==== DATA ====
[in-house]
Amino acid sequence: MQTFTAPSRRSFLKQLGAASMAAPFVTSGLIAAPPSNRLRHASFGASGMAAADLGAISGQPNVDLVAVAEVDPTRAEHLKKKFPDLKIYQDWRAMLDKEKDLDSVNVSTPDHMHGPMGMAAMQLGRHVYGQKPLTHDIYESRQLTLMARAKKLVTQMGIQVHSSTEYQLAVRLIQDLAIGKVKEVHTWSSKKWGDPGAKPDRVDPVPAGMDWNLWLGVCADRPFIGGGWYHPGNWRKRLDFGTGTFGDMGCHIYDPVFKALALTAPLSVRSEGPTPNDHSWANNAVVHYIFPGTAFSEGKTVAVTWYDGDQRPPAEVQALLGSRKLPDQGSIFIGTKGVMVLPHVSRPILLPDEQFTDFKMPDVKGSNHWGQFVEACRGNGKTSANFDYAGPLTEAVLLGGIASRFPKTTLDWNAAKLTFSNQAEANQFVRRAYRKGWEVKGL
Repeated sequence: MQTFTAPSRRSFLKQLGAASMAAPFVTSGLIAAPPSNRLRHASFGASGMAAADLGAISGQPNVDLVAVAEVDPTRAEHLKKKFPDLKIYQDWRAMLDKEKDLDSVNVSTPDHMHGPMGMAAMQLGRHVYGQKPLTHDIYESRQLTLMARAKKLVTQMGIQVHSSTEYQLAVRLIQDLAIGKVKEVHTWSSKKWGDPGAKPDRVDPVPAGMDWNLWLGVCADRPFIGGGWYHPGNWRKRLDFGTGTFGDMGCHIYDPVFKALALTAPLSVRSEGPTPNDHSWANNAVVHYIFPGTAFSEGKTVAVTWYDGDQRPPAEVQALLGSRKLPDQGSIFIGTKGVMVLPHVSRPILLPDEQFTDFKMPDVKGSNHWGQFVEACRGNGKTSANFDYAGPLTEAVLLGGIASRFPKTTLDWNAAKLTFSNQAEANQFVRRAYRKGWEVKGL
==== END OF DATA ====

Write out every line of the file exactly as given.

[in-house]
Amino acid sequence: MQTFTAPSRRSFLKQLGAASMAAPFVTSGLIAAPPSNRLRHASFGASGMAAADLGAISGQPNVDLVAVAEVDPTRAEHLKKKFPDLKIYQDWRAMLDKEKDLDSVNVSTPDHMHGPMGMAAMQLGRHVYGQKPLTHDIYESRQLTLMARAKKLVTQMGIQVHSSTEYQLAVRLIQDLAIGKVKEVHTWSSKKWGDPGAKPDRVDPVPAGMDWNLWLGVCADRPFIGGGWYHPGNWRKRLDFGTGTFGDMGCHIYDPVFKALALTAPLSVRSEGPTPNDHSWANNAVVHYIFPGTAFSEGKTVAVTWYDGDQRPPAEVQALLGSRKLPDQGSIFIGTKGVMVLPHVSRPILLPDEQFTDFKMPDVKGSNHWGQFVEACRGNGKTSANFDYAGPLTEAVLLGGIASRFPKTTLDWNAAKLTFSNQAEANQFVRRAYRKGWEVKGL
Repeated sequence: MQTFTAPSRRSFLKQLGAASMAAPFVTSGLIAAPPSNRLRHASFGASGMAAADLGAISGQPNVDLVAVAEVDPTRAEHLKKKFPDLKIYQDWRAMLDKEKDLDSVNVSTPDHMHGPMGMAAMQLGRHVYGQKPLTHDIYESRQLTLMARAKKLVTQMGIQVHSSTEYQLAVRLIQDLAIGKVKEVHTWSSKKWGDPGAKPDRVDPVPAGMDWNLWLGVCADRPFIGGGWYHPGNWRKRLDFGTGTFGDMGCHIYDPVFKALALTAPLSVRSEGPTPNDHSWANNAVVHYIFPGTAFSEGKTVAVTWYDGDQRPPAEVQALLGSRKLPDQGSIFIGTKGVMVLPHVSRPILLPDEQFTDFKMPDVKGSNHWGQFVEACRGNGKTSANFDYAGPLTEAVLLGGIASRFPKTTLDWNAAKLTFSNQAEANQFVRRAYRKGWEVKGL